Inside Baseball: Front-office split has Dodgers blue

Los Angeles Dodgers owner Frank McCourt says the team is worth $725 million to $900 million.
Los Angeles Dodgers owner Frank McCourt says the team is worth $725 million to $900 million.

Divorce fight hamstrings club moves.

Posted: August 15, 2010

Most Dodgers fans, even those rare but hearty Angelenos who manage to sit through an entire nine innings, probably never imagined they'd have to endure another split as painful as the team's 1950s breakup with Brooklyn.

But that's exactly what's happening now in L.A., where the legendary team's owners are in the midst of a divorce as ugly as Jonathan Broxton's ERA against the Phillies.

The bitter split between Frank and Jamie McCourt is a big reason why the 2010 Dodgers have disappointed. And unless it's settled amicably and reasonably, one of baseball's glamour franchises could be even bluer than usual for a long, long time.

A trial in the ongoing dispute has been scheduled for Aug. 30, a possibility which has the TMZs of the world - though not Bud Selig - salivating.

There are any number of ways to destroy a baseball franchise.

Philadelphia's Macks managed to do it with penury. The Expos management, never too concerned with the fact that most Montreal residents ranked baseball below sadomasochism on their list of favorite summer pastimes, seemed to accomplish it through spite. And the current Pirates no-braintrust is trying stupidity.

The Dodgers may be the first instance where you can blame the bedroom and not the board room.

Frank McCourt purchased the Dodgers from Rupert Murdoch in 2004. L.A. fans ought to have been immediately wary, since the Boston native's earlier attempt to buy the Red Sox had been accompanied by a vow to tear down Fenway Park.

Frank installed Jamie, his college sweetheart and wife of three decades, as baseball's only female CEO.

Everything was going wonderfully until Frank accused Jamie of having an affair with her driver/bodyguard - a sin, by the way, that among L.A. wives is as commonplace as Botox abuse. Not long before the Phillies were ousting the Dodgers from the 2009 postseason, news of the divorce became public and Frank had the locks changed on the team's offices.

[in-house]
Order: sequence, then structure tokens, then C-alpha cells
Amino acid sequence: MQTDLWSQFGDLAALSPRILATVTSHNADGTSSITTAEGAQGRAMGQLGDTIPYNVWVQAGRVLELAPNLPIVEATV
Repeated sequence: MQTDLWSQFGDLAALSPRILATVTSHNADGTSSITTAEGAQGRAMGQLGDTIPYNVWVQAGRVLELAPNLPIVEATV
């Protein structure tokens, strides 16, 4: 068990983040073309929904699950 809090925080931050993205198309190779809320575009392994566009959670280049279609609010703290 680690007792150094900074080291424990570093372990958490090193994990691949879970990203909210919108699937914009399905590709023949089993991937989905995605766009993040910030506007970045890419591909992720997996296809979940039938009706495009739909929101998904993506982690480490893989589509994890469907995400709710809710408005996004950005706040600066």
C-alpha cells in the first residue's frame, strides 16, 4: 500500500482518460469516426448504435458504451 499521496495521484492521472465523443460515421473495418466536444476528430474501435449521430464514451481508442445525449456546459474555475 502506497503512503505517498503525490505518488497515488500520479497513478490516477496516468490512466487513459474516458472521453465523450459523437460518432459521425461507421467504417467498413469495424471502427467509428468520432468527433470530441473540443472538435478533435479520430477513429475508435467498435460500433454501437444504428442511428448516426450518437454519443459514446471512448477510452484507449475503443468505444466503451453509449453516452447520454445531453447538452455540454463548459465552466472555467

After nearly a year of ugly wrangling involving some of the nation's best-known attorneys, the McCourts have finally realized what everyone else sensed immediately - their bickering is killing the golden goose.

Lawyers for both indicated to the L.A. Times they would be willing to settle to save the team. The problem is neither can agree on how much the franchise - team, stadium, and the vast surrounding parking lots - is worth.

According to him, the value is $725 million to $900 million, in line with estimates by Forbes magazine, which ranks the Dodgers as baseball's fourth-most valuable franchise - after the Yankees, Mets, and Red Sox.

But Jamie, looking down the road at lucrative new TV deals, has placed its worth at $1.5 billion. Since Frank already has been ordered to pay her more than $650,000 a month during the divorce proceedings, he's reluctant to cough up the additional $300 million or so that conceding the point would cost him.

Both sides have something to fear from a trial.

If he wins, he will likely get the team and she will be stuck with a lot of real estate whose value has plummeted in the last few years. But if Jamie were to prevail, there would likely be an even-steven split of the team, a worst-case scenario for anyone who cares about the Dodgers.

All this is good news for teams like the Phillies, who, at No. 7 on Forbes' list, figure to benefit from the marital paralysis afflicting the wealthier Dodgers. In fact, they already have. The Dodgers, who in normal times might have been realistic rivals for Roy Halladay or Roy Oswalt, couldn't - or wouldn't - compete with the Phils.

While the Phils and other teams made big off-season pickups, the only notable addition the Dodgers made was Jamey Carroll, a 36-year-old utility infielder who signed a two-year deal for a bargain-basement $4 million. Meanwhile, Randy Wolf and Orlando Hudson, valuable contributors in '09, were allowed to walk.

Don't look for things to change any time soon. According to documents filed in the divorce, the Dodgers plan to keep their payroll close to $100 million, despite consistent hikes in ticket prices and parking fees and the steady increase in the franchise's value.

And since the divorce and its aftermath figure to drag on for years, the futures of soon-to-be Dodgers free agents such as James Loney, Andre Ethier, and Matt Kemp remain up in the smoggy air.

Meanwhile, as things disintegrate in L.A., Phillies fans can only hope the Montgomerys are getting along.

Contact staff writer Frank Fitzpatrick at 215-854-5068 or

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